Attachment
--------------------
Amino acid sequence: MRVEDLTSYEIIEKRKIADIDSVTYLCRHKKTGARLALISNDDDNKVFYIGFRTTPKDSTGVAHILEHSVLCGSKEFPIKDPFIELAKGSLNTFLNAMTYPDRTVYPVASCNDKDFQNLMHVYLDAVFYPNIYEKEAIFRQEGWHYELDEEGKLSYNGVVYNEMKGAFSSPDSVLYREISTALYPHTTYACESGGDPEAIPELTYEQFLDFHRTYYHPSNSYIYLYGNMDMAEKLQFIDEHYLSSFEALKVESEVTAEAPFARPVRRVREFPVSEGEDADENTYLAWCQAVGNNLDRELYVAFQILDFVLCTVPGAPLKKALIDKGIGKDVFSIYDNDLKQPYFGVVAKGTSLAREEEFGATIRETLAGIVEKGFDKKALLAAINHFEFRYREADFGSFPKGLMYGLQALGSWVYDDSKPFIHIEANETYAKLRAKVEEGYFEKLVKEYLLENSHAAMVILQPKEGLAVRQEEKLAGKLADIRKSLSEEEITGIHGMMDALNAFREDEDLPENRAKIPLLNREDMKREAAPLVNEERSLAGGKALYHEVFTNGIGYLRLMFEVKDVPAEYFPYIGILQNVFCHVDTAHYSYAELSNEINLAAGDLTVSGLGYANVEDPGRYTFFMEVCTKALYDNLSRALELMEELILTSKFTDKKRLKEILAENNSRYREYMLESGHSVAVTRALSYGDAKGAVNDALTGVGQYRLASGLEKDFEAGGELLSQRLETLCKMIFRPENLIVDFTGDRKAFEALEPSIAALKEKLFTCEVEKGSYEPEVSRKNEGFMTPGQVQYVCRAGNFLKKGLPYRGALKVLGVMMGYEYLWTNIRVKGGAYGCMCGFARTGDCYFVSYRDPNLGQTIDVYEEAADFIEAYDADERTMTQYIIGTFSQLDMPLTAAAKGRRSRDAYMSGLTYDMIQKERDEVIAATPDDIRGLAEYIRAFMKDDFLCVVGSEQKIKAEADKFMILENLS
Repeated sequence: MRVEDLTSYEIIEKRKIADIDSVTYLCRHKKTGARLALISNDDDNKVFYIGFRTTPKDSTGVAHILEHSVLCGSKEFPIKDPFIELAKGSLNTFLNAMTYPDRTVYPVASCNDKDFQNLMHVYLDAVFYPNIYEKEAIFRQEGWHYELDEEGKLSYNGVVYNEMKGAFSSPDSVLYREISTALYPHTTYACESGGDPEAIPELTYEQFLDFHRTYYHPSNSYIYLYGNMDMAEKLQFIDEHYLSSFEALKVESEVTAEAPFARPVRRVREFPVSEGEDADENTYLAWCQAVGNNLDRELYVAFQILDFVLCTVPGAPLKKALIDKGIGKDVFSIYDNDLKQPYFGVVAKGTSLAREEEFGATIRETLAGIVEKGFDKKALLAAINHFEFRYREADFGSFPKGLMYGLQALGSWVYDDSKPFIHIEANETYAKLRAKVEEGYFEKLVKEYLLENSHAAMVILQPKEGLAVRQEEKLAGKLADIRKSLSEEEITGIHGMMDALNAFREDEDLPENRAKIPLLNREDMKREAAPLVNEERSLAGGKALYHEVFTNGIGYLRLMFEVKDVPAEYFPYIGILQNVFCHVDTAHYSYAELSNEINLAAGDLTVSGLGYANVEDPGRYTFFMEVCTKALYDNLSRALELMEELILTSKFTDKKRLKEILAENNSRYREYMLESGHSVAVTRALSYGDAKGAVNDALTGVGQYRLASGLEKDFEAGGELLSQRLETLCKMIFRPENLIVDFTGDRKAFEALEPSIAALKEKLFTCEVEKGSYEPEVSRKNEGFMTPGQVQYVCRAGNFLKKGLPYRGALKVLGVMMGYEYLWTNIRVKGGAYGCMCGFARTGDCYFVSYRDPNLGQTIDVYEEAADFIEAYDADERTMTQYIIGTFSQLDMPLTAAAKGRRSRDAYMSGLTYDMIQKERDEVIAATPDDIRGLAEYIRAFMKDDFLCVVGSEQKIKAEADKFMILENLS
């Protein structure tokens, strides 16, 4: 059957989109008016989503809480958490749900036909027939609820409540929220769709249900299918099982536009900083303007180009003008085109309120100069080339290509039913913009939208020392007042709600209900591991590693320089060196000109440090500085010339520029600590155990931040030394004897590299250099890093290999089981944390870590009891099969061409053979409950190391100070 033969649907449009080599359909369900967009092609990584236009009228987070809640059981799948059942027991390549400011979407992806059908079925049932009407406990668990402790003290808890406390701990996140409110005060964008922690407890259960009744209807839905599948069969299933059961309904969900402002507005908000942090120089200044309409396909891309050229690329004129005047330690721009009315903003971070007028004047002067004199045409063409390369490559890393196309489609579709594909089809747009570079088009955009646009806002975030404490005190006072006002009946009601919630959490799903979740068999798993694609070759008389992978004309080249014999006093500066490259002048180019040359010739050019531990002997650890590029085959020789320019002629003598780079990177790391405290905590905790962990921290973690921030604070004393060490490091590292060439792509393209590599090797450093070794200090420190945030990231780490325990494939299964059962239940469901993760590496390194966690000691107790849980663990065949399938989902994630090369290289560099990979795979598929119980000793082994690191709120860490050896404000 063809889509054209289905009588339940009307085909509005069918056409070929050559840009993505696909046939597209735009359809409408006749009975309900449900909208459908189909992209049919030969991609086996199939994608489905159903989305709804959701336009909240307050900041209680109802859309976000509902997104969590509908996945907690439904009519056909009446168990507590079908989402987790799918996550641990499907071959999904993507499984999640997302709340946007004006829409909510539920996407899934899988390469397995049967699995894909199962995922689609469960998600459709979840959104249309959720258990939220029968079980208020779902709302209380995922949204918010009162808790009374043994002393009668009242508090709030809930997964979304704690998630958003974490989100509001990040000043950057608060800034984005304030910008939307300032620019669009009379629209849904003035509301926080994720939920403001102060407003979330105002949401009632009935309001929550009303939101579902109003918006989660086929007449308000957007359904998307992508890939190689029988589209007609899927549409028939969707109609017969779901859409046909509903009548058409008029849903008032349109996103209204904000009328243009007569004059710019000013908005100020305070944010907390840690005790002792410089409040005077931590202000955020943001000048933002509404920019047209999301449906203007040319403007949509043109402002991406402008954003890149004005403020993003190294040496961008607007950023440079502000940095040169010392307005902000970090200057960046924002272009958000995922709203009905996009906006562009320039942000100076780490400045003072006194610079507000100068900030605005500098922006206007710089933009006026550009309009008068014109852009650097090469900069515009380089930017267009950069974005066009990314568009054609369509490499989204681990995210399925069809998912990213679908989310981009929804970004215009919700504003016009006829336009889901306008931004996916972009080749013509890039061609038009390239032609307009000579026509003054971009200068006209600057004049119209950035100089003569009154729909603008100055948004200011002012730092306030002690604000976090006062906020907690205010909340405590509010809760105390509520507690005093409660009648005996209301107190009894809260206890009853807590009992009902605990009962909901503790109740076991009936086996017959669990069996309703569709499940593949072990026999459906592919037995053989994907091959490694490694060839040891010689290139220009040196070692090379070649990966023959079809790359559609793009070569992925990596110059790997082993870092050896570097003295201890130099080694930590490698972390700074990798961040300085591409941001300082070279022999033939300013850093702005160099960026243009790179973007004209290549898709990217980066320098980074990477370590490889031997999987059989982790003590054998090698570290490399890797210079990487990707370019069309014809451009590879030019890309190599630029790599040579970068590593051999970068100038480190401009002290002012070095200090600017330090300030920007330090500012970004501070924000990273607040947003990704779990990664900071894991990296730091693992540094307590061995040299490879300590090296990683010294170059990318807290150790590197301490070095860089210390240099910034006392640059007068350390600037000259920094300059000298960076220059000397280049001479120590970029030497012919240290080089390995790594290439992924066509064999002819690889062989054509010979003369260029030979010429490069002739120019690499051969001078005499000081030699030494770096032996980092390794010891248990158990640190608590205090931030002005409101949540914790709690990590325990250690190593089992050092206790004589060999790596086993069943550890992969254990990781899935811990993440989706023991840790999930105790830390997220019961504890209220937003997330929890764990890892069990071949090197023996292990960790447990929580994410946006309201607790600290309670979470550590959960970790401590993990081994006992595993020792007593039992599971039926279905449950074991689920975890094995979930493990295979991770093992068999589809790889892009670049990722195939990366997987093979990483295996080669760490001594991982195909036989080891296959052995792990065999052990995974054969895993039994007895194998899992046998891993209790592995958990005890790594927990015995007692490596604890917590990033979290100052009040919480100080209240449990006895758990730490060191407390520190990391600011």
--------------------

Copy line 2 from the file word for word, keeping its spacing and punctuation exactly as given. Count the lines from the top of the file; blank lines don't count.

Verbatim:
Repeated sequence: MRVEDLTSYEIIEKRKIADIDSVTYLCRHKKTGARLALISNDDDNKVFYIGFRTTPKDSTGVAHILEHSVLCGSKEFPIKDPFIELAKGSLNTFLNAMTYPDRTVYPVASCNDKDFQNLMHVYLDAVFYPNIYEKEAIFRQEGWHYELDEEGKLSYNGVVYNEMKGAFSSPDSVLYREISTALYPHTTYACESGGDPEAIPELTYEQFLDFHRTYYHPSNSYIYLYGNMDMAEKLQFIDEHYLSSFEALKVESEVTAEAPFARPVRRVREFPVSEGEDADENTYLAWCQAVGNNLDRELYVAFQILDFVLCTVPGAPLKKALIDKGIGKDVFSIYDNDLKQPYFGVVAKGTSLAREEEFGATIRETLAGIVEKGFDKKALLAAINHFEFRYREADFGSFPKGLMYGLQALGSWVYDDSKPFIHIEANETYAKLRAKVEEGYFEKLVKEYLLENSHAAMVILQPKEGLAVRQEEKLAGKLADIRKSLSEEEITGIHGMMDALNAFREDEDLPENRAKIPLLNREDMKREAAPLVNEERSLAGGKALYHEVFTNGIGYLRLMFEVKDVPAEYFPYIGILQNVFCHVDTAHYSYAELSNEINLAAGDLTVSGLGYANVEDPGRYTFFMEVCTKALYDNLSRALELMEELILTSKFTDKKRLKEILAENNSRYREYMLESGHSVAVTRALSYGDAKGAVNDALTGVGQYRLASGLEKDFEAGGELLSQRLETLCKMIFRPENLIVDFTGDRKAFEALEPSIAALKEKLFTCEVEKGSYEPEVSRKNEGFMTPGQVQYVCRAGNFLKKGLPYRGALKVLGVMMGYEYLWTNIRVKGGAYGCMCGFARTGDCYFVSYRDPNLGQTIDVYEEAADFIEAYDADERTMTQYIIGTFSQLDMPLTAAAKGRRSRDAYMSGLTYDMIQKERDEVIAATPDDIRGLAEYIRAFMKDDFLCVVGSEQKIKAEADKFMILENLS